Despite the potential contribution to the literature of sibling bullying, there are several limitations to this study. First, the nature of a cross-sectional survey limits our study to draw causality between sibling bullying and mental health distress. Moreover, there may be a bidirectional relationship between sibling bullying and depression or anxiety, which had been identified as the relationship between peer bullying and poor mental health outcomes (21, 41). Therefore, future longitudinal studies need to explore whether there is a bidirectional model between sibling bullying and mental health distress. Second, the study recruited children and adolescents aged 10 to 18 due to the fact that children aged under 10 may be unable to understand the questionnaire completely. However, the prevalence of sibling bullying peaks in childhood according to previous studies (6, 42). In the future study, we might invite younger children as our sample and information of investigation will be provided by their caregivers. In addition, the prevalence of sibling bullying in this study was measured by one of the siblings in a family through self-reported questionnaire, and there might be a information bias. Future research should consider the characteristics of sibling bullying behaviors and conduct research within a family and investigate bullying behaviors among all siblings. Finally, although the sample size of this study was rather large, the present study was conducted in a limited geographical setting. The extent to which this sample represents is unclear due to that the data of participants was only collected from students in Hunan Province, central China. Future research can recruit more children and adolescents in different regions of China.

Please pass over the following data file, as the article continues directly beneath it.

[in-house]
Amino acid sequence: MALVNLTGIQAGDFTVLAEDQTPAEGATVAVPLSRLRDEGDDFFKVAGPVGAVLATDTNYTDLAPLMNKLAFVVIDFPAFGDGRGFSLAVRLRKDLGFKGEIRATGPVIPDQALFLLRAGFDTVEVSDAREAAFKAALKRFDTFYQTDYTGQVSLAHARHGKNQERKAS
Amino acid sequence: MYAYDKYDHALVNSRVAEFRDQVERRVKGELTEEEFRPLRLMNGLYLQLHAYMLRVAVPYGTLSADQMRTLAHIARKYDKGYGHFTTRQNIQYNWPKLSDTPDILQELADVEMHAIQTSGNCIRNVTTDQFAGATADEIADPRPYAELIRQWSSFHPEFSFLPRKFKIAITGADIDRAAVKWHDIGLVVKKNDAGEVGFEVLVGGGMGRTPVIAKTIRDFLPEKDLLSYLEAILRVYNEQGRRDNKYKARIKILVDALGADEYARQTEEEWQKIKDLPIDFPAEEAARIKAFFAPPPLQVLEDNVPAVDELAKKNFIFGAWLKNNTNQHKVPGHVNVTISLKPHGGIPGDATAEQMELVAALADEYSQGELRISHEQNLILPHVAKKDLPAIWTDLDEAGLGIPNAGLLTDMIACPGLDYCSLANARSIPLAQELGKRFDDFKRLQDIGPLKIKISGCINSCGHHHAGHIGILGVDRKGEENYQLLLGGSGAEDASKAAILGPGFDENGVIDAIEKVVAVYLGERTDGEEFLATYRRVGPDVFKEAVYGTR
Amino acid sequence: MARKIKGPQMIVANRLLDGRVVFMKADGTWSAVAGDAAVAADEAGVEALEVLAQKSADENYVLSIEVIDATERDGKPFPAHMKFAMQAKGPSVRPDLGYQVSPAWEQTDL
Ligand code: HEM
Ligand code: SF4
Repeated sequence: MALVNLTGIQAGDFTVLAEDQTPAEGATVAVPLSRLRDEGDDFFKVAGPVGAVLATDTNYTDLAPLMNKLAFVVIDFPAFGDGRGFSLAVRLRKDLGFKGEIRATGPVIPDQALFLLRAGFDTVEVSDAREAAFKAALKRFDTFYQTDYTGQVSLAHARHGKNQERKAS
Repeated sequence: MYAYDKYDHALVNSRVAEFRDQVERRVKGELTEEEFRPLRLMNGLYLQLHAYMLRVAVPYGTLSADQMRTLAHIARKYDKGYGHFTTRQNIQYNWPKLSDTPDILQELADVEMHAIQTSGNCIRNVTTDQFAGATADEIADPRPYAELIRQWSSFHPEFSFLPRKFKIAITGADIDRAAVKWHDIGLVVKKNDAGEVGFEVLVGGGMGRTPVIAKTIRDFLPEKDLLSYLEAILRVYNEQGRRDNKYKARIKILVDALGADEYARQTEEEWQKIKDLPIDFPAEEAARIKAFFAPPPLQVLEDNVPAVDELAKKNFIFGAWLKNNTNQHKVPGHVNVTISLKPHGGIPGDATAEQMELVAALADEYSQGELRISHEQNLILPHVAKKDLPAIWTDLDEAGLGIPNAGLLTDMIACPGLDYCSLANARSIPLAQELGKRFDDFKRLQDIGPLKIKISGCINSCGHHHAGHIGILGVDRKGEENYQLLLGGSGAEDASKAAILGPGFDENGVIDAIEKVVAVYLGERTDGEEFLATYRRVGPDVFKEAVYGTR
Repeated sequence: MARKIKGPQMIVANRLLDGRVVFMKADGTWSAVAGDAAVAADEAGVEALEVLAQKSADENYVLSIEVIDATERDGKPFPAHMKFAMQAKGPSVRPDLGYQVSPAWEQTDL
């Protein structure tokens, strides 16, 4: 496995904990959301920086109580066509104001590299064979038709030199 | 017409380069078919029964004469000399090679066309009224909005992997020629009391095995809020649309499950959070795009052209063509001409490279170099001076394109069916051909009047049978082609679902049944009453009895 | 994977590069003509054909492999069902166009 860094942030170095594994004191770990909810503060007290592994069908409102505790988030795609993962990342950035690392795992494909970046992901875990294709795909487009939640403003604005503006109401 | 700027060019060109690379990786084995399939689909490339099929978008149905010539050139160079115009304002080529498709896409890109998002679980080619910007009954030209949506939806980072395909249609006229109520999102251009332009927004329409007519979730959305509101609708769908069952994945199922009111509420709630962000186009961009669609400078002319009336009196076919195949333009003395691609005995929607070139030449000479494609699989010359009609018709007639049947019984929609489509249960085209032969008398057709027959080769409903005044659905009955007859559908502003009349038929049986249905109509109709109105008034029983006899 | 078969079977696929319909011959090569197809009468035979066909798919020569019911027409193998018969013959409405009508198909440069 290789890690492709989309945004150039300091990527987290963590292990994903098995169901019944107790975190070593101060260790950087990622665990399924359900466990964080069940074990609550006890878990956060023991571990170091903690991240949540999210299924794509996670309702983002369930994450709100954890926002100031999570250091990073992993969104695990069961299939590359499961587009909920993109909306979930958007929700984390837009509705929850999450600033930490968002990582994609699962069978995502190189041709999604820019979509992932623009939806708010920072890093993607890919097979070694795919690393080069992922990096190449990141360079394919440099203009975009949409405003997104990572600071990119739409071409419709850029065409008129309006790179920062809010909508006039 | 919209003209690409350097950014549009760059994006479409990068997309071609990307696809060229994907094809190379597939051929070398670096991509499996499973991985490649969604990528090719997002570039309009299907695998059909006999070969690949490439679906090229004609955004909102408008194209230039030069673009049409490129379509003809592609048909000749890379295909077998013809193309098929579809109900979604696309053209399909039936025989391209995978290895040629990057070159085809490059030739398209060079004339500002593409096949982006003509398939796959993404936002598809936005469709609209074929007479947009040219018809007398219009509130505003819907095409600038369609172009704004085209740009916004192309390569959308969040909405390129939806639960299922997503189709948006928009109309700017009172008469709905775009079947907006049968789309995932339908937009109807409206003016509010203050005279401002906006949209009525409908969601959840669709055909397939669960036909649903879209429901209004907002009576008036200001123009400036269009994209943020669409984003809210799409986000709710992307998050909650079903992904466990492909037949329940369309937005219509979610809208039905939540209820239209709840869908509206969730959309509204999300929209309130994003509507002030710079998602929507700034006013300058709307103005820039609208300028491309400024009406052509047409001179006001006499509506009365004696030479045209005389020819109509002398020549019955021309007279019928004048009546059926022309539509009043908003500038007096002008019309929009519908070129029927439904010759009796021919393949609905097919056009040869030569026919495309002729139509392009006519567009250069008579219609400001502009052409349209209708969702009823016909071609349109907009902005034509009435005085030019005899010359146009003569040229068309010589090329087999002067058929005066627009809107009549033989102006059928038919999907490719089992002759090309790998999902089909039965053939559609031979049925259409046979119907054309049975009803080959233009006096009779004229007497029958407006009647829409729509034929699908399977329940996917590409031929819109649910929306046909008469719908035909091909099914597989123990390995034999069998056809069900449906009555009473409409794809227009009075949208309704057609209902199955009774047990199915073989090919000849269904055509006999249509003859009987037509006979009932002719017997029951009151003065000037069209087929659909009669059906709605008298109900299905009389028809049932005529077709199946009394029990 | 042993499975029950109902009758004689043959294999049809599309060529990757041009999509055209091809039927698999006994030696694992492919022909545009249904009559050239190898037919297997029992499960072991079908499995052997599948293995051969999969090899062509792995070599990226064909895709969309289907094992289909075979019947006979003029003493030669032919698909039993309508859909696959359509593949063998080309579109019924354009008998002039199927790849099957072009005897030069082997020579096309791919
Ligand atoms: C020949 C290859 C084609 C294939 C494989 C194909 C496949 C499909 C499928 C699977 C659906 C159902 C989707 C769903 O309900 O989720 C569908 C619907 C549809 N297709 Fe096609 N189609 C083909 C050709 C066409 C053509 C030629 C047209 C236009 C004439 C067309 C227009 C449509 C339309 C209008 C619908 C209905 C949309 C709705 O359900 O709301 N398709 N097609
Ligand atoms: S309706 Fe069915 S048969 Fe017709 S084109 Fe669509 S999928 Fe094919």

Although there are limitations in some aspects of this study, our findings provide practical implications for clinicians, professionals, and policy makers. First, measure of sibling bullying should include specific sub-types of bullying behavior since they may have a cumulative effect on mental health outcomes. What is more, future research could take more sub-types of bullying into consideration, such as cyber bullying. At the same time, mental health education and promotion could be provided first to those children who are involved in multiple sub-types of sibling victimization or perpetration as they are at particular greater risk of mental health distress. In addition, since both sibling bullying and peer bullying are associated with depression as well as anxiety, effective preventive programs of anti-bullying should be conducted at home and at school simultaneously.
Data Availability Statement